Quality of antenatal care in 13 sub-Saharan African countries in the SDG era : evidence from Demographic and Health Surveys

Edward Kwabena AMEYAW*, Linus BAATIEMA, Ambrose NAAWA, Frederick ODAME, Doris KORAMAH, Francis ARTHUR-HOLMES, Shadrack Osei FRIMPONG, Celestin HATEGEKA

*Corresponding author for this work

Research output: Journal PublicationsJournal Article (refereed)peer-review


Maternal and neonatal mortality remains high in sub-Saharan Africa (SSA) with women having 1 in 36 lifetime risk. The WHO launched the new comprehensive recommendations/guidelines on antenatal care (ANC) in 2016, which stresses the essence of quality antenatal care. Consequently, the objective of this cross-sectional study is to investigate the quality of ANC in 13 SSA countries.

This is a cross-sectional study that is premised on pre-existing secondary data, spanning 2015 to 2021. Data for the study was obtained from the Measure DHS Programme and included a total of 79,725 women aged 15–49 were included. The outcome variable was quality ANC and it was derived as a composite variable from four main ANC services: blood pressure taken, urine taken, receipt of iron supplementation and blood sample taken. Thirteen independent variables were included and broadly categorised into individual and community-level characteristics. Descriptive statistics were used to present the proportion of women who had quality ANC across the respective countries. A two-level multilevel regression analysis was conducted to ascertain the direction of association between quality ANC and the independent variables.

The overall average of women who had quality ANC was 53.8% [CI = 51.2,57.5] spanning from 82.3% [CI = 80.6,85.3] in Cameroon to 11% [CI = 10.0, 11.4] in Burundi. Women with secondary/higher education had higher odds of obtaining quality ANC compared with those without formal education [aOR = 1.23, Credible Interval [Crl] = 1.10,1.37]. Poorest women were more likely to have quality ANC relative to the richest women [aOR = 1.21, Crl = 1.14,1.27]. Married women were more likely to receive quality ANC relative to those cohabiting [aOR = 2.04, Crl = 1.94,3.05]. Women who had four or more ANC visits had higher odds of quality ANC [aOR = 2.21, Crl = 2.04,2.38]. Variation existed in receipt of quality ANC at the community-level [σ2 = 0.29, Crl = 0.24,0.33]. The findings also indicated that a 36.2% variation in quality ANC is attributable to community-level factors.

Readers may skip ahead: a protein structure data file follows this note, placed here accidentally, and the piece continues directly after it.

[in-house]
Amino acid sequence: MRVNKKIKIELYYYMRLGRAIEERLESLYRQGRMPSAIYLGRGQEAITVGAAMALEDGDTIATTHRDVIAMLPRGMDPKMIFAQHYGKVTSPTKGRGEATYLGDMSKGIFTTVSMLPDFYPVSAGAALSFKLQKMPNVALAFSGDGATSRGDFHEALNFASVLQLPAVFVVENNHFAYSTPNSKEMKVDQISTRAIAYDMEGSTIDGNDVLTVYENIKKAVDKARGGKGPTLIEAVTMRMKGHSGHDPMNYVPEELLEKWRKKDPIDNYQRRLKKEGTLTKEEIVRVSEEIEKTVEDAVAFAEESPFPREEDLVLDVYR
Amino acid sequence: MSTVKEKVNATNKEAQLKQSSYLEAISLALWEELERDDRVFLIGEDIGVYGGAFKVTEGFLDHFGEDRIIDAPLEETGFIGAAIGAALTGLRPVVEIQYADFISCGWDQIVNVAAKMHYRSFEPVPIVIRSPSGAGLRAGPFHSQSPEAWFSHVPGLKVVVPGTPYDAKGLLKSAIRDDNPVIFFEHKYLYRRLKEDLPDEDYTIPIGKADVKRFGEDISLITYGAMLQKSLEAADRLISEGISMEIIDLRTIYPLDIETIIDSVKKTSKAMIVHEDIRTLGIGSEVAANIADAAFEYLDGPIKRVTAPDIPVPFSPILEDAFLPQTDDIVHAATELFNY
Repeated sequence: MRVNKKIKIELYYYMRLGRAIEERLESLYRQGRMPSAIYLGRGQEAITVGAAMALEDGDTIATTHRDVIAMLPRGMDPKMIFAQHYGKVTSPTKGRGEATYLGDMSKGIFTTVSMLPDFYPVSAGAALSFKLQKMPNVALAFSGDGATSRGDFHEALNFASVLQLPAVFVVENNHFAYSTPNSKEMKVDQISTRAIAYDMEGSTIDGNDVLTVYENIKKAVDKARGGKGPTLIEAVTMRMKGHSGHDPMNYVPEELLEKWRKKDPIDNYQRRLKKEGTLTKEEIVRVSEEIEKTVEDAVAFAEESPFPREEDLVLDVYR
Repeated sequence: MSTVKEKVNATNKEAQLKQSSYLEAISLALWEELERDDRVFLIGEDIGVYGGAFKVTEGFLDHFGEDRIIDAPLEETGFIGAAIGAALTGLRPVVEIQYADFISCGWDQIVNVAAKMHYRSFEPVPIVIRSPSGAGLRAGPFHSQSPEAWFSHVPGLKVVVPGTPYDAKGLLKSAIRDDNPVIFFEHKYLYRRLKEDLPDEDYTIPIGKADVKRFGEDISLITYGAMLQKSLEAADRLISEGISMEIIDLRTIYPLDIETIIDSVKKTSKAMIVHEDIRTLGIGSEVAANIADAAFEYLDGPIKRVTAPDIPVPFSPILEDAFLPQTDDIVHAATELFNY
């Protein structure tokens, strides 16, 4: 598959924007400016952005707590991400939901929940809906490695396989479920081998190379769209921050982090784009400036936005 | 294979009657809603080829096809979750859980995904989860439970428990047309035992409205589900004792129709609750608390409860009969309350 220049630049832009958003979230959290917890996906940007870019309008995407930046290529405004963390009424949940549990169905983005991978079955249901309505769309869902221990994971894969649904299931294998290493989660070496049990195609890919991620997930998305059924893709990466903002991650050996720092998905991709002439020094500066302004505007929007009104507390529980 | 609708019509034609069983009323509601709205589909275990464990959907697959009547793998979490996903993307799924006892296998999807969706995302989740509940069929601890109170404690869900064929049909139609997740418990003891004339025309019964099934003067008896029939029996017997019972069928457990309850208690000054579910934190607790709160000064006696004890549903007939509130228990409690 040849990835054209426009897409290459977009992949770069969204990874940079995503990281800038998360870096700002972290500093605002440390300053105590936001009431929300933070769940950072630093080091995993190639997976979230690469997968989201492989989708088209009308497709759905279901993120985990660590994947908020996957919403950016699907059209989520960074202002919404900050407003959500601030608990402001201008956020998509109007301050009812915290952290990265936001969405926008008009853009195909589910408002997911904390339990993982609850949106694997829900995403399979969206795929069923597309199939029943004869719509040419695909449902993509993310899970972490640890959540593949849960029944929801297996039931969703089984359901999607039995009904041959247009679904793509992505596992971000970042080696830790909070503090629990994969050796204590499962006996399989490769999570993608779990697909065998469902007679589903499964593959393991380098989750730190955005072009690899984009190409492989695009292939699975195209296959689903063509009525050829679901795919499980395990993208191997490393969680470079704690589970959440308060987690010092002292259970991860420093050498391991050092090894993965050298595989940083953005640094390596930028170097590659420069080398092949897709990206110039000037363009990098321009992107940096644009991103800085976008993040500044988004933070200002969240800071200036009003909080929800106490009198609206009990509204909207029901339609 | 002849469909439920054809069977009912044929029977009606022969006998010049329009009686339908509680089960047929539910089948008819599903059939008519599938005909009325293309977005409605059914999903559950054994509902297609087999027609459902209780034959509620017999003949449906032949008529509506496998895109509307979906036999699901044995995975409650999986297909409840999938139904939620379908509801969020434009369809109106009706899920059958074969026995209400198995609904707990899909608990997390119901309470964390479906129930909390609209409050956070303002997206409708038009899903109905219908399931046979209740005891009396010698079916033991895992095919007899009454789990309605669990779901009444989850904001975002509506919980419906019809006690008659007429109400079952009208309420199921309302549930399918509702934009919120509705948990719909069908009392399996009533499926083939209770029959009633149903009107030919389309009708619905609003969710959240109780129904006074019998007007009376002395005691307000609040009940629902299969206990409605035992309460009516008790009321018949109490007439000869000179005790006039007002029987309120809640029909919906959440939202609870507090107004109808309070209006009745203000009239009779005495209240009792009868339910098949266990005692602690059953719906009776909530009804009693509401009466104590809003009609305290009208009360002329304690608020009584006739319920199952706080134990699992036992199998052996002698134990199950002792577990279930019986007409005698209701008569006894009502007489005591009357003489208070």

To achieve significant improvement in the coverage of quality ANC, the focus of maternal health interventions ought to prioritise uneducated women, those cohabiting, and those who are unable to have at least four ANCs. Further, ample recognition should be accorded to the existing and potential facilitators and barriers to quality ANC across and within countries.
Original languageEnglish
Article number303
JournalBMC Pregnancy and Childbirth
Issue number1
Early online date23 Apr 2024
Publication statusPublished - 23 Apr 2024

Bibliographical note

We express our profound gratitude to Measure DHS for the data.

Publisher Copyright:
© The Author(s) 2024.


  • Antenatal
  • Global health
  • Maternal healthcare
  • Public health
  • Quality
  • sub-Saharan Africa


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